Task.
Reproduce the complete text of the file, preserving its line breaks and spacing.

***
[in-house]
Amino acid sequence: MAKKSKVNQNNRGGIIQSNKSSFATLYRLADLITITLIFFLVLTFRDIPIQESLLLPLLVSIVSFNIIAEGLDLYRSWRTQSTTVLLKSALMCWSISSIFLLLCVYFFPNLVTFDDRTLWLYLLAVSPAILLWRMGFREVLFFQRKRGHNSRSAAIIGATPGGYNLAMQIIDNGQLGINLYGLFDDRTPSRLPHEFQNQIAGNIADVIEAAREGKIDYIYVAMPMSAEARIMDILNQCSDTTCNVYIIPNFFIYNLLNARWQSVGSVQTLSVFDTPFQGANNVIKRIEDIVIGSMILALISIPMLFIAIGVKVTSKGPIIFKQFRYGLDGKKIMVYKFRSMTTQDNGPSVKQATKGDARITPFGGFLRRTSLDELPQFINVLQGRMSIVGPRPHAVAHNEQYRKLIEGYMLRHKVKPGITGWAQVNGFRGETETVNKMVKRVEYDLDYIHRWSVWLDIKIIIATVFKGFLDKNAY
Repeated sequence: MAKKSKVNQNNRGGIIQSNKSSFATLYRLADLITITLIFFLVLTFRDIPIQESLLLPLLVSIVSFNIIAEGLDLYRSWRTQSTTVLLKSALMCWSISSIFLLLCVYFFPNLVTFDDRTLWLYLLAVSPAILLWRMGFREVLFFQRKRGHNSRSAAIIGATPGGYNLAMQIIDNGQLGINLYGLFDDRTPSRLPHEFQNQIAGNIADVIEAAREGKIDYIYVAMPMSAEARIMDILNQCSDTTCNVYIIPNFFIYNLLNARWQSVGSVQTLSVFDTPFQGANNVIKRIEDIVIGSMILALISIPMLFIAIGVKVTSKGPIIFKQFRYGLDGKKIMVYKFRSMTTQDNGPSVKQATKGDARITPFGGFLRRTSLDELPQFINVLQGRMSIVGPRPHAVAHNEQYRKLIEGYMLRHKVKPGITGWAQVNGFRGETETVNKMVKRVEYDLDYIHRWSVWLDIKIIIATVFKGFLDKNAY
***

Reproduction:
[in-house]
Amino acid sequence: MAKKSKVNQNNRGGIIQSNKSSFATLYRLADLITITLIFFLVLTFRDIPIQESLLLPLLVSIVSFNIIAEGLDLYRSWRTQSTTVLLKSALMCWSISSIFLLLCVYFFPNLVTFDDRTLWLYLLAVSPAILLWRMGFREVLFFQRKRGHNSRSAAIIGATPGGYNLAMQIIDNGQLGINLYGLFDDRTPSRLPHEFQNQIAGNIADVIEAAREGKIDYIYVAMPMSAEARIMDILNQCSDTTCNVYIIPNFFIYNLLNARWQSVGSVQTLSVFDTPFQGANNVIKRIEDIVIGSMILALISIPMLFIAIGVKVTSKGPIIFKQFRYGLDGKKIMVYKFRSMTTQDNGPSVKQATKGDARITPFGGFLRRTSLDELPQFINVLQGRMSIVGPRPHAVAHNEQYRKLIEGYMLRHKVKPGITGWAQVNGFRGETETVNKMVKRVEYDLDYIHRWSVWLDIKIIIATVFKGFLDKNAY
Repeated sequence: MAKKSKVNQNNRGGIIQSNKSSFATLYRLADLITITLIFFLVLTFRDIPIQESLLLPLLVSIVSFNIIAEGLDLYRSWRTQSTTVLLKSALMCWSISSIFLLLCVYFFPNLVTFDDRTLWLYLLAVSPAILLWRMGFREVLFFQRKRGHNSRSAAIIGATPGGYNLAMQIIDNGQLGINLYGLFDDRTPSRLPHEFQNQIAGNIADVIEAAREGKIDYIYVAMPMSAEARIMDILNQCSDTTCNVYIIPNFFIYNLLNARWQSVGSVQTLSVFDTPFQGANNVIKRIEDIVIGSMILALISIPMLFIAIGVKVTSKGPIIFKQFRYGLDGKKIMVYKFRSMTTQDNGPSVKQATKGDARITPFGGFLRRTSLDELPQFINVLQGRMSIVGPRPHAVAHNEQYRKLIEGYMLRHKVKPGITGWAQVNGFRGETETVNKMVKRVEYDLDYIHRWSVWLDIKIIIATVFKGFLDKNAY